On Thursday, Alabama Higher Education commissioner Jim Purcell told 1819 News that Alabama’s public colleges and universities did not make admission decisions based on race.
On Thursday morning, the U.S. Supreme Court ruled in a landmark case that affirmative action in college admissions violated the 14th Amendment’s Equal Protection Clause. Affirmative action policies and programs give preference to particular minority groups, such as black people and Latin Americans, over other ethnic groups, such as white and Asian people.
“None of Alabama’s state-sponsored colleges and universities currently make admission decisions based upon race,” Purcell told 1819 News when asked for a comment about how the ruling will affect Alabama. “There are several state initiatives that support minority enrollment in fields for which they are underrepresented, but the admission to the institution is not based upon race.”
1819 News also reached out to the major higher education institutions in the state requesting a comment about the ruling.
A representative from the University of Alabama System, which oversees the University of Alabama (UA), University of Alabama Birmingham (UAB) and University of Alabama Huntsville (UAH), said that the system was currently assessing the ruling but that it will “continue to comply with applicable laws and accreditation standards regarding admissions.”
University of North Alabama (UNA) spokeswoman Michelle Eubanks said that, though the university valued diversity, it did not consider race as a factor in admissions.
“The University of North Alabama values diversity, different perspectives, and the individual experiences of those who attend, engage, and participate at all levels of the institution,” Eubanks said. “However, the University does not consider a student’s race or ethnicity as a determinative factor in admission decisions.”
1819 News also contacted the University of South Alabama (USA) and Auburn University, and both declined to respond.
After Thursday’s ruling, Alabama Center for Law and Liberty (ACLL) president Matt Clark suggested that though the ruling was over admissions, it may also put racial aspects of diversity, equity and inclusion (DEI) programs and policies in higher ed in jeopardy.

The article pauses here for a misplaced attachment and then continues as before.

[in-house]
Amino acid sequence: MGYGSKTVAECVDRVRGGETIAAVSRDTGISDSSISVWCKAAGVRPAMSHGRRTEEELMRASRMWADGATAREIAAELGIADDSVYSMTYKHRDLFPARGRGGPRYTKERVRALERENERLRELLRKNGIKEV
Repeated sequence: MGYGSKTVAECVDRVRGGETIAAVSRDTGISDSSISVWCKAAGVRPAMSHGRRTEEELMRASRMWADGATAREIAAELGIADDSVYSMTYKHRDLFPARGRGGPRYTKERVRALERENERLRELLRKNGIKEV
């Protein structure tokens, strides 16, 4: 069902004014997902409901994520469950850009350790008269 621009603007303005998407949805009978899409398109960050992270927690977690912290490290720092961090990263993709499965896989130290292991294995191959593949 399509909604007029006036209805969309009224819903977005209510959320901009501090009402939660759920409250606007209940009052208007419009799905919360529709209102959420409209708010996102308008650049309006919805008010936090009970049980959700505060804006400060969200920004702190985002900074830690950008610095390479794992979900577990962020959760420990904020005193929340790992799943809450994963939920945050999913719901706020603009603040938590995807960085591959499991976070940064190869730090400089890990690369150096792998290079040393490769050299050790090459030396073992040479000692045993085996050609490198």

DEI programs have come under fire from conservatives in recent years.
The Alabama Republican Party (ALGOP) passed a resolution in February supporting legal efforts to abolish DEI policies and bureaucracies and mandatory diversity training in public universities and other public institutions.
According to the resolution, DEI policies — which proponents claim promote the representation and participation of different identity groups — do not fulfill their alleged purpose. Instead, they "have actually stifled intellectual diversity, prevented equal opportunity and discriminated against anyone who dissents from these policies."
In March, Purcell spoke negatively of the ALGOP resolution and defended DEI programs in taxpayer-funded universities, arguing that the programs prepared students for the real world and helped colleges create a “safe environment where persons are encouraged to explore new ideas, develop socially and are recognized by their talents above all else.”
UAB director of public relations Alicia Rohan told 1819 News earlier this month that the Association of American Medical Colleges’ (AAMC) accreditation standards require UAB’s medical school to implement diversity programming.
Some DEI officials in the state make north of $250,000 annually, including Auburn’s associate provost and vice president for Inclusion and Diversity and chief diversity officer Taffye Benson Clayton, UA’s vice president and associate provost for the Division of Diversity, Equity and Inclusion Gwendolyn Christine Taylor and UAB’s vice president of Diversity Equity and Inclusion Paulette Patterson Dilworth.
UAB’s associate vice president of Diversity, Equity and Equity and Inclusion Mona M. Fouad makes over $400,000 annually.
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